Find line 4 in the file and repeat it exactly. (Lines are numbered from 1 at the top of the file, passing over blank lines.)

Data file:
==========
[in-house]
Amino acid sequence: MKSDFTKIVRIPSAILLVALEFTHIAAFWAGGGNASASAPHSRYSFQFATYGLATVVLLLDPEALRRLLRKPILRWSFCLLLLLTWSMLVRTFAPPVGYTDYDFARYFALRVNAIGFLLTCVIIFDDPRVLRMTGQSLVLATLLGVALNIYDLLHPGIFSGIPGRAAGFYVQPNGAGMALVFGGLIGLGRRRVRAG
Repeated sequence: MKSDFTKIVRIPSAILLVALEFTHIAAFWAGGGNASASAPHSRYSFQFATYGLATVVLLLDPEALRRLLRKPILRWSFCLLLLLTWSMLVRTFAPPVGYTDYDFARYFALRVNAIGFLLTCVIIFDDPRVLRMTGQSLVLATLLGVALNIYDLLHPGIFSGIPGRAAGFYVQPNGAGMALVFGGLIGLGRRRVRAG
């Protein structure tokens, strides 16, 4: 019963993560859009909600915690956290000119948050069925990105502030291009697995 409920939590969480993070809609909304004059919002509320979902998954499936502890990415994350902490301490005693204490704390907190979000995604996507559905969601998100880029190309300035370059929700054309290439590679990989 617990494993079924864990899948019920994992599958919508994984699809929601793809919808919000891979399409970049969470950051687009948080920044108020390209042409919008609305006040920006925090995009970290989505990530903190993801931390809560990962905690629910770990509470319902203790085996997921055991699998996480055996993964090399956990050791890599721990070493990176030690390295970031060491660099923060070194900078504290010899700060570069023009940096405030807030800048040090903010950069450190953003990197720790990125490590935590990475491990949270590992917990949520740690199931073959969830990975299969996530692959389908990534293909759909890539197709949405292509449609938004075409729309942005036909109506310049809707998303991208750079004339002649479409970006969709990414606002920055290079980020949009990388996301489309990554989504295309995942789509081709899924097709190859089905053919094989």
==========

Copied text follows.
């Protein structure tokens, strides 16, 4: 019963993560859009909600915690956290000119948050069925990105502030291009697995 409920939590969480993070809609909304004059919002509320979902998954499936502890990415994350902490301490005693204490704390907190979000995604996507559905969601998100880029190309300035370059929700054309290439590679990989 617990494993079924864990899948019920994992599958919508994984699809929601793809919808919000891979399409970049969470950051687009948080920044108020390209042409919008609305006040920006925090995009970290989505990530903190993801931390809560990962905690629910770990509470319902203790085996997921055991699998996480055996993964090399956990050791890599721990070493990176030690390295970031060491660099923060070194900078504290010899700060570069023009940096405030807030800048040090903010950069450190953003990197720790990125490590935590990475491990949270590992917990949520740690199931073959969830990975299969996530692959389908990534293909759909890539197709949405292509449609938004075409729309942005036909109506310049809707998303991208750079004339002649479409970006969709990414606002920055290079980020949009990388996301489309990554989504295309995942789509081709899924097709190859089905053919094989």